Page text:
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15,000 government emails revealed in Ashley Madison leak
Thousands of clients using the affair-oriented Ashley Madison website listed email addresses registered to the White House, top federal agencies and military branches, a data dump by hackers revealed.
The detailed data, released Tuesday, will likely put Washington, D.C., on edge. The nation's capital reportedly has the highest rate of membership for the site of any city.
Indeed, more than 15,000 of the email addresses used to register accounts were hosted on government and military servers.
Buried in the list are emails that could be tied to multiple administration agencies, including the State Department and Department of Homeland Security, as well as several tied to both the House and Senate.
For a month, hackers using the name "Impact Team" have been holding hostage the dating profiles of those who registered on the site. The group threatened to publicly out the potential adulterers if the site's owner, Avid Life Media, didn't take down Ashley Madison, which uses the tagline, "Life is short. Have an affair."
Security researchers said on Wednesday that they believe the data released following the hack at Ashley Madison is authentic.
"This dump appears to be legit," said David Kennedy, CEO of information security company TrustedSec, which monitors cyber attacks, in a blog post. "Very, very legit."
Security journalist Brian Krebs reported several of the site's users told him their real information is in the data dump.
The leaked database is staggering, according to researchers, and larger than expected at 37 million records, or nearly 10 gigabytes compressed.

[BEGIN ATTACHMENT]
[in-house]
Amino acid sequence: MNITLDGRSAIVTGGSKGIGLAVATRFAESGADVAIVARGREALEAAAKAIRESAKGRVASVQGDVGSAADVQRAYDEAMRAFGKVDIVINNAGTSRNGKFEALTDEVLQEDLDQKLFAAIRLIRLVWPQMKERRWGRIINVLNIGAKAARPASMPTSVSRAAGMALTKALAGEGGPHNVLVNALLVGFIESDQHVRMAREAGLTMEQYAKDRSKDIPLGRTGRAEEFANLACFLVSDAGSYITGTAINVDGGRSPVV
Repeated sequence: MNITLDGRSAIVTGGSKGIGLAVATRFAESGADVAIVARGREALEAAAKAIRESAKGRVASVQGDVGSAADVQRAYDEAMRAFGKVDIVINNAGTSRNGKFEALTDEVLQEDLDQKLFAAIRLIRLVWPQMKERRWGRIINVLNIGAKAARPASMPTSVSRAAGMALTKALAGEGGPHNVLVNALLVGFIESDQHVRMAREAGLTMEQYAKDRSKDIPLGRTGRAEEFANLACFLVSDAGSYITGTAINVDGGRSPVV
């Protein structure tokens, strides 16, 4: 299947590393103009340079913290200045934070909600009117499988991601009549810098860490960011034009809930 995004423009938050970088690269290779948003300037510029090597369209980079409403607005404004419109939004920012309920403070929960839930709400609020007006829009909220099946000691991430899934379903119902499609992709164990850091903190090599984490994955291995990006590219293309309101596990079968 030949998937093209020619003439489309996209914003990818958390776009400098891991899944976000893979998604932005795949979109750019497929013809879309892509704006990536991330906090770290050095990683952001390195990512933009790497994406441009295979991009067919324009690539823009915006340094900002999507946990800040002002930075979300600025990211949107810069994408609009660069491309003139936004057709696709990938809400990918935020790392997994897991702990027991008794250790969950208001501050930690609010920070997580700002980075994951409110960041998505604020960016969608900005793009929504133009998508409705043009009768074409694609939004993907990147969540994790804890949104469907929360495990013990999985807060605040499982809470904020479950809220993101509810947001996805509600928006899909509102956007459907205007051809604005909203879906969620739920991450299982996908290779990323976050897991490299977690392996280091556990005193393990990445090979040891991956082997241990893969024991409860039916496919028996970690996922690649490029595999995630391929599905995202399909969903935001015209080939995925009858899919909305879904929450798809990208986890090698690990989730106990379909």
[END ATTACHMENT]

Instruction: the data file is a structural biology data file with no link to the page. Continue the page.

"For folks that may not know, that is massive," Kennedy said. "Huge."
"It's full account information," said Robert Graham, CEO of Errata Security, in a blog post. That includes full names, emails, phone numbers, addresses and passwords.
"It also includes dating information, like height, weight, and so forth," Graham added. "It appears to contain addresses, as well as GPS coordinates. I suspect that many people created fake accounts, but with an app that reported their real GPS coordinates."
Other tech news outlets, such as CSO, have discovered British government officials, United Nations employees and Vatican staff among the millions of people in the leaked database.
However, the site reportedly did not check the validity of email addresses, and it's likely that many of the government email accounts were faked. For instance, several emails were registered at "whitehouse.gov," whereas White House officials use "eop.gov" for email communications.
The hackers have indicated their mission is to publicly shame the company, while also teaching its users a lesson.
"Find yourself in here?" they said in a statement posted with the data dump. "It was [Avid Life Media] that failed you and lied to you. Prosecute them and claim damages. Then move on with your life. Learn your lesson and make amends. Embarrassing now, but you'll get over it."